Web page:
Euripides at the Getty Villa

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Photo: Joe Mazza

There can be no doubt that the amphitheater at the Getty Villa is a spectacular venue for the presentation of any play, but most especially a play by one of the ancient Greeks. From the moment one enters the Villa, one feels transported to the Mediterranean of the ancients. Gazing out over the Pacific, you can almost visualize the siege of Troy or the journeys of Odysseus

It is therefore altogether natural that the Getty would choose to present the works of the classic Greek dramatists. Perhaps the greatest – or at least the most prolific – was Euripides, whose Iphegenia in Aulis is this season’s offering. The play is about the agony of Agamemnon, who is forced to sacrifice is daughter Iphegenia, to assure victory in the Trojan War.

The production, by Chicago’s Court Theatre of a translation by Nicholas Rudall, unfortunately falls far short of the promise of Euripides tragedy. The translation by Rudall is serviceable, but the direction by Charles Newell is often flat and plodding. While Mark Montgomery and Sandra Marquez are solid in the roles of Agamemnon and Clytemnestra, the rest of the company is uneven. Newell assembled an ensemble of singers to perform as a chorus, but tasked them with impenetrable melodies and often bewildering movement.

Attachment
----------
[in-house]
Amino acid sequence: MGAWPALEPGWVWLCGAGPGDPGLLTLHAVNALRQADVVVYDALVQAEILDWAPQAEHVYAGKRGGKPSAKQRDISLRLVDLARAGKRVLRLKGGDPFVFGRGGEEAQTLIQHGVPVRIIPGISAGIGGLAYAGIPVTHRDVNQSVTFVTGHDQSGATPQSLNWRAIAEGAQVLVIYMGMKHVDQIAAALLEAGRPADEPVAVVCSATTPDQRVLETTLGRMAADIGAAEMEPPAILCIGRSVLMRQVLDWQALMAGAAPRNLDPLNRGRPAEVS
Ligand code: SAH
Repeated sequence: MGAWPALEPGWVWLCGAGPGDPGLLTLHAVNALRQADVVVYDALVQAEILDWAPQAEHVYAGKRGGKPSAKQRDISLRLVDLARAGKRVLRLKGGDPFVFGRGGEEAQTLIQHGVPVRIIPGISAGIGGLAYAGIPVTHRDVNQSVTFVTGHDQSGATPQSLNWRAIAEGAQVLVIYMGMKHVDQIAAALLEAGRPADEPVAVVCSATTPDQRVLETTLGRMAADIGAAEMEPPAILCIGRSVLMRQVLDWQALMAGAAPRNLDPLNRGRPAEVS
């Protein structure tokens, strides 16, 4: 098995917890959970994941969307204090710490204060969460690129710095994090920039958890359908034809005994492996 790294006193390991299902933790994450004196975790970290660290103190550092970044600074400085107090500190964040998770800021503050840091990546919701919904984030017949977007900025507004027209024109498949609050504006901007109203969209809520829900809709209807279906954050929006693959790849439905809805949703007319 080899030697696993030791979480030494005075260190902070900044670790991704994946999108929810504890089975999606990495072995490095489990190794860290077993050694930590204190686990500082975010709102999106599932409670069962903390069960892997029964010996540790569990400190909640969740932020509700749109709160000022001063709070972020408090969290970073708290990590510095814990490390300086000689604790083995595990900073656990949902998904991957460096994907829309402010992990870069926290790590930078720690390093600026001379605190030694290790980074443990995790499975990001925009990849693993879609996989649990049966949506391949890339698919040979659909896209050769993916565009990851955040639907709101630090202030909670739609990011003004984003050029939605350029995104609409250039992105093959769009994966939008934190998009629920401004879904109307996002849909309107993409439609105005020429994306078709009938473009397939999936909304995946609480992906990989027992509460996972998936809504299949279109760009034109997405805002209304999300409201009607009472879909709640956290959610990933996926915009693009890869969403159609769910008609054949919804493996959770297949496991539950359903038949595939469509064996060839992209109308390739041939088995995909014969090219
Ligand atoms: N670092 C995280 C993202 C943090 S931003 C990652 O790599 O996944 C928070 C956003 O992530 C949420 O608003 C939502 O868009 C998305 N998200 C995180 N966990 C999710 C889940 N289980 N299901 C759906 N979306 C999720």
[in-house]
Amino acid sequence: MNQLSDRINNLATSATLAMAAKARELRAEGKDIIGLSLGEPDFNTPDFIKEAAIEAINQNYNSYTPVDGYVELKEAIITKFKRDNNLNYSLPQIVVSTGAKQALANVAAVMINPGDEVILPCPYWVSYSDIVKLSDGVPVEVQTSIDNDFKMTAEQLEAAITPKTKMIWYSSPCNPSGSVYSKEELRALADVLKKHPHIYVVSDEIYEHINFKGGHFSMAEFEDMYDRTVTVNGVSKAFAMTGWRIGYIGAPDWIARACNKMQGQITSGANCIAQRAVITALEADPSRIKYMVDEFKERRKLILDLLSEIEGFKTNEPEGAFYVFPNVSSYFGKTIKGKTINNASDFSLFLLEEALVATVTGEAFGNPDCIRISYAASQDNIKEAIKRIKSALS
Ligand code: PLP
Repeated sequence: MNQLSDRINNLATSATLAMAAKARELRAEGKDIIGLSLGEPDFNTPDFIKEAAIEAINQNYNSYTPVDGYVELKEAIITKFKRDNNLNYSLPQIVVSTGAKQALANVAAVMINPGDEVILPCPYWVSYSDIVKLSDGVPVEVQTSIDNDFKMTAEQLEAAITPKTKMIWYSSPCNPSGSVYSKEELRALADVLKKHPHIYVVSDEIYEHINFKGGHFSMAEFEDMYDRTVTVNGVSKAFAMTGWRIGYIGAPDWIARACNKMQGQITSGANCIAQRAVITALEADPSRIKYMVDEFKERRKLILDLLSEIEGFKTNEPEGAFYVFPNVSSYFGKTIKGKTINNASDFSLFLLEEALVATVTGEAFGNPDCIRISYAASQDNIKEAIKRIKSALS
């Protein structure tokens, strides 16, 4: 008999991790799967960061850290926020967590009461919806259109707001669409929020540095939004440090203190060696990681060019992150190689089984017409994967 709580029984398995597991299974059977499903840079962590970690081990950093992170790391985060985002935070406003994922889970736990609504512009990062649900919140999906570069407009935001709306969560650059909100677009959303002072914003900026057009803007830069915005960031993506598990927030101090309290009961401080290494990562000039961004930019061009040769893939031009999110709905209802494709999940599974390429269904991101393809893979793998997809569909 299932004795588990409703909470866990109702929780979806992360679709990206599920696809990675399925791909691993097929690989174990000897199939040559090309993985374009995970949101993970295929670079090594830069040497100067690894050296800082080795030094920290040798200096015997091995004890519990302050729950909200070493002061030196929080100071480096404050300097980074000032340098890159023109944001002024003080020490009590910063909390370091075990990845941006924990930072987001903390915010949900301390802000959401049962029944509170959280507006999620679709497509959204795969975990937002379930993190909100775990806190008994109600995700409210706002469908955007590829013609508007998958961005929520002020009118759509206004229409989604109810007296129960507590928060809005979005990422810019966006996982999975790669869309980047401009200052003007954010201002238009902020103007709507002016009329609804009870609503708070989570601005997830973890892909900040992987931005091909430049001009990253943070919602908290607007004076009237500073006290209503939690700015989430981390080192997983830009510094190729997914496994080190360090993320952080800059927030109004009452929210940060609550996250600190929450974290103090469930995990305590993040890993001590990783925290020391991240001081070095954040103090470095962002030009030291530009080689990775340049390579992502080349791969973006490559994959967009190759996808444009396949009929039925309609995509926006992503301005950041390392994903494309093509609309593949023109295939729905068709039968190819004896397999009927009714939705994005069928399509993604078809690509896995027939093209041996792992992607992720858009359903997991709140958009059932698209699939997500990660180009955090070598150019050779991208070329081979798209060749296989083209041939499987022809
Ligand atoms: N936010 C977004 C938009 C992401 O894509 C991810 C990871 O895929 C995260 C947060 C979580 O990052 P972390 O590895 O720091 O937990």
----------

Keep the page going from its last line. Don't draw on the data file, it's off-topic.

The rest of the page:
With a local and regional theater scene bursting with talent in acting, direction and design, it is baffling that the Getty failed to look in their own backyard at a dozen or more area companies (or many more around the country) who might have delivered a much more energized and innovative performance, especially given the outstanding venue. I say this not in the service of boosterism, but simply as a gentle reminder to the Getty to set a higher standard for production, rather than settling for the tired and familiar.

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